Do not confuse celiac disease with a gluten allergy. They are not the same. While celiac is an autoimmune disease that affects the small intestine, a gluten allergy is an allergic reaction to gliadin, a component of gluten.
As with any allergy, an allergic reaction to gluten, can cause hives, rashes, congestion, trouble breathing, and even anaphylactic shock—depending on the severity of the allergy and the amount of gluten consumed.
Both a gluten allergy and celiac are an overreaction by the immune system, but they manifest in different ways.
People with a gluten allergy should also take all necessary precautions to avoid gluten—even the drastic measures necessary to prevent cross-contamination and exposure.
3. People who have a gluten sensitivity
It is estimated that 18 million Americans have a gluten sensitivity. But a study in the journal Digestion found that 86 percent of people who avoid gluten because they think they are gluten sensitive can actually tolerate gluten. Perhaps some people who are gluten sensitive do not realize it, and others who do not have a gluten sensitivity are overly cautious.
Why is a sensitivity so difficult to diagnose? Like an allergy, a sensitivity is a blood-borne reaction to a foreign substance. But because a sensitivity reaction is carried out by different, slower-acting antibodies than an allergic reaction, a sensitivity is much more difficult to diagnose.
These slower-acting antibodies may not cause a noticeable reaction until days after eating the triggering food. By that point, the person may not remember what they ate to cause it, or may not connect that food with the symptoms.
The symptoms themselves are so subtle that they may be ignored. Food sensitivity symptoms include brain fog, fatigue, bloating, anxiety, and headaches. A person may easily attribute these insidious symptoms to other causes. But if allowed to persist, food sensitivities can turn into allergies.
So how can you identify if you have a food sensitivity? One way is by completing a 21-day elimination diet in which you completely eliminate gluten from the diet for 3 weeks, and then add it back in to see if there is a reaction. But this is not a foolproof method because, again, sensitivity symptoms may not manifest for several days.
The best way to diagnose a food sensitivity is through blood testing. Very few labs perform sensitivity testing, but Biohealth Laboratories and Genova Diagnostics are good choices. You will need a doctor to order a food sensitivity test.
4. People who have a gluten intolerance.
A gluten intolerance is yet another harmful bodily reaction to gluten. But unlike an allergy and a sensitivity, which are blood-borne responses, an intolerance is a digestive system reaction to irritating foods. Intolerances are the least harmful of the three responses, but they should nonetheless be addressed.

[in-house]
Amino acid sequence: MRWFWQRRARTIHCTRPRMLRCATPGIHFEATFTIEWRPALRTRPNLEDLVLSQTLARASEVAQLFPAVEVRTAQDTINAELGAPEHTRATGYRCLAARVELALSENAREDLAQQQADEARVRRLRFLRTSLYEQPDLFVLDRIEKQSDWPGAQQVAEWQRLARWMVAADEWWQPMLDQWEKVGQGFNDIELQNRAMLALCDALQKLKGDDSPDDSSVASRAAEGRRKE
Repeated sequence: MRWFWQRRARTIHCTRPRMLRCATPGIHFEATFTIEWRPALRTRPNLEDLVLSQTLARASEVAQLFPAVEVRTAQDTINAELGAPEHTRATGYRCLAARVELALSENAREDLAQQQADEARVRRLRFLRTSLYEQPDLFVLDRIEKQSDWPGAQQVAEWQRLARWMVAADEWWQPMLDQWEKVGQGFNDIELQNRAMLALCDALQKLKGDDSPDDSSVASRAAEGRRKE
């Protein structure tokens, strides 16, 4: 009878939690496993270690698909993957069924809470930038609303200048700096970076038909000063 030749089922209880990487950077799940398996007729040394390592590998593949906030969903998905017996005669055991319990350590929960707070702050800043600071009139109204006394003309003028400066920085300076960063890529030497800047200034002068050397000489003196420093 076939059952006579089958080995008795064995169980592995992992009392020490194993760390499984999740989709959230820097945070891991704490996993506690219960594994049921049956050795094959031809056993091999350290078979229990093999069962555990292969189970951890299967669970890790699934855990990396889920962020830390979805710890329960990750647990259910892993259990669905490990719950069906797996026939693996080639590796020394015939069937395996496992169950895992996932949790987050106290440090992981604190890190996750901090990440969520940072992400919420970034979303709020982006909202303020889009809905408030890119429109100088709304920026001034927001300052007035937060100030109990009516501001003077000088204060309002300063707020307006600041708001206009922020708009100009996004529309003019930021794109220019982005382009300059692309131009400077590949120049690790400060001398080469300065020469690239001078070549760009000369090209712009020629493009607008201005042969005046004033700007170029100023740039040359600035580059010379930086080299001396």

Unless you have a stomach made of steel, you have no doubt experienced the symptoms of a food intolerance. Almost everyone has a food intolerance every now and then. An intolerance is indigestion, or an inability to properly digest food. Symptoms include gas, bloating, and an upset stomach.
People who have a gluten intolerance may be able to eat gluten here or there and not have too many problems. Certainly, eating gluten is not as dire for people with an intolerance as it is for people with a sensitivity or an allergy.
But if unchecked, an intolerance can break down the intestinal wall, allowing food particles to leak into the blood stream, causing future sensitivities, allergies, or even widespread inflammation and disease.
5. People who have chronic inflammation and chronic disease
Other people who may want to consider weaning off of gluten is people who have chronic health issues. Chronic health issues are a sign that something in the diet or environment is awry.
Gluten consumption has been linked to increased levels of bodily inflammation. Chronic inflammation is at the root of chronic disease. Eliminating gluten may be a step in the right direction. It is an inexpensive treatment method to try, and it may help manage your symptoms.
6. People who remain bloated and overweight, despite trying many weight loss methods
If you have exhausted diet and exercise strategies and you are still bloated and overweight, there is likely something in your environment or diet that is affecting your weight.
Whether it is mold or toxin exposure, gluten exposure, or something else is hard to say. But your gluten intake is something you can control. Restricting gluten might be worth a try.
Should you go gluten free today?
If you belong to one of these 6 groups (especially the first 3), you are someone who may benefit from a gluten-free diet. Even if you are not a part of these groups, but you want to restrict gluten, go ahead! It’s not a crime.
Just remember that any gluten exposure can have an impact for several days—maybe even weeks. So there is no such thing as “just a little bit.”
Be sure to consult with a healthcare practitioner or nutritionist before you limit gluten intake. Gluten often comprises a significant proportion of daily fiber and Caloric intake, so you will need to decide what will fill the void in your diet.
If you do not replace gluten-containing grains with other whole grains, you will likely be fiber deficient. The good bacteria in your intestines need fiber to be healthy! Not to mention the lethargy that can accompany a diet that is too low in fiber-rich carbs.
Going gluten-free is not necessary for many people, but for people with celiac, gluten allergy, gluten sensitivity, gluten intolerance, chronic disease, or weight management issues, it is a step in the right direction. It just goes to show that fad does not equal bad!